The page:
Agricultural production in the U.S.
July 14, 2008, 10:39 am
Filed under: Landscape, North America

From Radical Cartography / Bill Rankin.

With the food crisis, it’s worthwhile to look at where food is produced in the U.S.


Increased influence of landscape architects
July 11, 2008, 10:53 am
Filed under: Landscape, Urban Design

Every architect wants to be a landscape architect these days. And now the Vancouver Courier has caught on:

“We’re more of a passive, quiet crowd,” said [Margot] Long [principal of PWL Partnership, a local landscape architecture firm, won an award for her plan for Southeast False Creek, for Town and Gown Square at SFU and for her master plan for Mountain View Cemetery], the daughter of an architect. “It’s very interesting. You talk to architects and you talk to landscape architects and I think it’s like talking to night and day. There are some more aggressive landscape architects, more sort of self-promoting architects, but, for the most part, we’re kind of behind the scenes, fly under the radar screen, just get things done and have an impact that way.”

Save water, get fined
July 11, 2008, 9:54 am
Filed under: Green, Landscape, North America, Politics

A California couple stopped watering their lawn and let it die. Now they face a fine.

Strips Malls empty out
July 9, 2008, 4:59 pm
Filed under: Economy, Landscape, North America, Urban Design

From Reuters:

Strip malls, which are usually anchored by grocery or drug stores, saw average vacancies spike 0.5 percentage points to 8.2 percent, a level unseen since 1995, according to the report released on Monday.

Vacancies at regional malls rose 0.4 percentage points to 6.3 percent, the highest level since the first quarter of 2002, according to the preliminary results. . . .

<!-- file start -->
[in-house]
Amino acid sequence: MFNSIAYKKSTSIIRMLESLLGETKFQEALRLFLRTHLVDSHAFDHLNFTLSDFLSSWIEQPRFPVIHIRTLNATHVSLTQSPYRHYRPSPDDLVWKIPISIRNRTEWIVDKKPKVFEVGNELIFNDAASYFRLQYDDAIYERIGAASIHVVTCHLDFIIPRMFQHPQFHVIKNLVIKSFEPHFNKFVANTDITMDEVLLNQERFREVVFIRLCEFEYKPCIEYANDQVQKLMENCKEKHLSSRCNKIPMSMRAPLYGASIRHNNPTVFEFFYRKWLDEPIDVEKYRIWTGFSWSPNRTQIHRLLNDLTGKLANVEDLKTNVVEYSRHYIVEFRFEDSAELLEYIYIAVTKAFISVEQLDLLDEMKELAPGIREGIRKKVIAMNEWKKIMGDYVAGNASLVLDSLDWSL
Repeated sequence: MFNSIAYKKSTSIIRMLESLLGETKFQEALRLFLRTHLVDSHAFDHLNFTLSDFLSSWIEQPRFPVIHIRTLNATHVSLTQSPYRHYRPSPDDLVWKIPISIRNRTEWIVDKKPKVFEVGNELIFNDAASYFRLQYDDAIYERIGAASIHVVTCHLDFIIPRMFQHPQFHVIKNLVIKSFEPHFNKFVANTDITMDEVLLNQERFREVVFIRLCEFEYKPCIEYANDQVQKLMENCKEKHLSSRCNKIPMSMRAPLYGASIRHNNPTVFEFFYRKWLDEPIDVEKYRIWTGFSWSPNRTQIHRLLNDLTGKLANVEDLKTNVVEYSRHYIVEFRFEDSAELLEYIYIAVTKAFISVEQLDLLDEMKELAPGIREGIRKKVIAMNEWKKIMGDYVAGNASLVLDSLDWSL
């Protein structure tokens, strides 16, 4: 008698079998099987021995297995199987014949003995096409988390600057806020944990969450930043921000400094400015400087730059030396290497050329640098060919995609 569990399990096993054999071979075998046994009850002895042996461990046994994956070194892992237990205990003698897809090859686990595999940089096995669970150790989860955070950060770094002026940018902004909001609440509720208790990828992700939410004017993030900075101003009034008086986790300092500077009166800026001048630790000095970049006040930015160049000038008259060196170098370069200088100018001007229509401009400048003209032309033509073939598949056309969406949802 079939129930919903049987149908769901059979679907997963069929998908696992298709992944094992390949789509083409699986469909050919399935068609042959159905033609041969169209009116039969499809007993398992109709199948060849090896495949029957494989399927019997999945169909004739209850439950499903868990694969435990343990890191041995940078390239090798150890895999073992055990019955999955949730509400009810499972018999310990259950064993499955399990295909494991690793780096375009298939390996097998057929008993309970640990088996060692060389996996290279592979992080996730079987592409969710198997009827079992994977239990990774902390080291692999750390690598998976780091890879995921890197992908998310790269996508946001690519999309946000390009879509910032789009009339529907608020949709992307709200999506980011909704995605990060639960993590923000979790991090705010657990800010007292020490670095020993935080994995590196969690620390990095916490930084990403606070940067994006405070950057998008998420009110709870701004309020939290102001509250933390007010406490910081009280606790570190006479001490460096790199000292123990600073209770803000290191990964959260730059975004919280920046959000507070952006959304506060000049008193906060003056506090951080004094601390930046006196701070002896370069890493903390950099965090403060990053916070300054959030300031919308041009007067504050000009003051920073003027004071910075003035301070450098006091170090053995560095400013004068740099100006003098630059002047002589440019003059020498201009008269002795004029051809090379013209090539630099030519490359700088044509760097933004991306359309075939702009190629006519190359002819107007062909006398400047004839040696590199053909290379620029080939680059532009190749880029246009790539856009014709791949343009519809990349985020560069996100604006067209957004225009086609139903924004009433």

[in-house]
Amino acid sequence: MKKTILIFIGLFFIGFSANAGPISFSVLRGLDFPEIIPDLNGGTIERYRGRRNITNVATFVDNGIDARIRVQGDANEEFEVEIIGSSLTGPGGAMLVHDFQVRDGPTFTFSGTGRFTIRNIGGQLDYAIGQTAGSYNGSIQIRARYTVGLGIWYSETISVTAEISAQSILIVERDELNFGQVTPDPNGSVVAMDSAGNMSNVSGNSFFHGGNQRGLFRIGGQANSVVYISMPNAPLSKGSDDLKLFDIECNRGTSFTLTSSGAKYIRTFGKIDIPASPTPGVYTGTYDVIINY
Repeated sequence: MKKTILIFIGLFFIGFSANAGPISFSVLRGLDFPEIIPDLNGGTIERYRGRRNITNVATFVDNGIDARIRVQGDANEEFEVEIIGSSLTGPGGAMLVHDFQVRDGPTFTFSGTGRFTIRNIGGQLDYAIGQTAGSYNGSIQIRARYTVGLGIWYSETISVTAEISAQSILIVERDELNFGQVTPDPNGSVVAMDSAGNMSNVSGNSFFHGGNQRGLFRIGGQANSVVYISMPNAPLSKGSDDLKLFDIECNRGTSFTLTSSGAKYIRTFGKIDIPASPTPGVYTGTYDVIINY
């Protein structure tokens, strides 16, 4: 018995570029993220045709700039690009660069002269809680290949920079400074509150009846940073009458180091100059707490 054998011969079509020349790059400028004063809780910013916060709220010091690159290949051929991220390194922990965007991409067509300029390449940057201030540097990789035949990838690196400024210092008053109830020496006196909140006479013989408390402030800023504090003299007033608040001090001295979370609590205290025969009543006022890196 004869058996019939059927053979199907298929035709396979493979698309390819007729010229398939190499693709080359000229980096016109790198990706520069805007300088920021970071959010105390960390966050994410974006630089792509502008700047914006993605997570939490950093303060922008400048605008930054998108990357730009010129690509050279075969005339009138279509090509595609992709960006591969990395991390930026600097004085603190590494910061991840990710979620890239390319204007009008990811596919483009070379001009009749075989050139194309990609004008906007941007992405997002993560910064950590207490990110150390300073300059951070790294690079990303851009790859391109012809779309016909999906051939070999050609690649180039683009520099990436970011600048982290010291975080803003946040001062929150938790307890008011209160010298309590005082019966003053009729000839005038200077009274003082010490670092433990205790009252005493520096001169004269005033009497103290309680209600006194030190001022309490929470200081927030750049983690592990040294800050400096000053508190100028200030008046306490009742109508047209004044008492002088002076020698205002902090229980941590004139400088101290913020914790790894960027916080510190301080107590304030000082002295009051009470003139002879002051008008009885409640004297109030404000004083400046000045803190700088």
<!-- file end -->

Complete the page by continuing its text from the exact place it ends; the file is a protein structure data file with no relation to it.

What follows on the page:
For the first time since 1980, more space became available to rent at strip malls than was rented out — about 3.2 million square feet more. Part of the available space came in the form of 5.7 million square feet of new development that came on the market during the quarter.

Work ac and Annabelle Seldorf to work on Clark Art Institute / Ando addition opens
July 9, 2008, 3:10 pm
Filed under: Architecture, Landscape, North America

Stone Hill Center, Clark Art Insitute, photo by Richard Pare, Source:

The Wall Street Journal reports that Stone Hill Center, the new home of the Williamstown Art Conservation Center and part of the Clark Art Institute, has opened in Williamstown, Massachusetts. It is the third building completed by Tadao Ando in the U.S.

Now the Clark has hired Annabelle Selldorf to renovate existing galleries and Workac to design exhibitions for a new space the Clark is renting from MassMoCA in nearby North Adams.

Vertical Garden
July 8, 2008, 10:49 pm
Filed under: Design, Green, Landscape, Urban Design

Yes, they are kinda overplayed but I still love Patrick Blanc’s vertical gardens. Here’s a new book about the gardens. From the cover, the design and typography looks a tad cheesy and dated, but thats Norton publishers.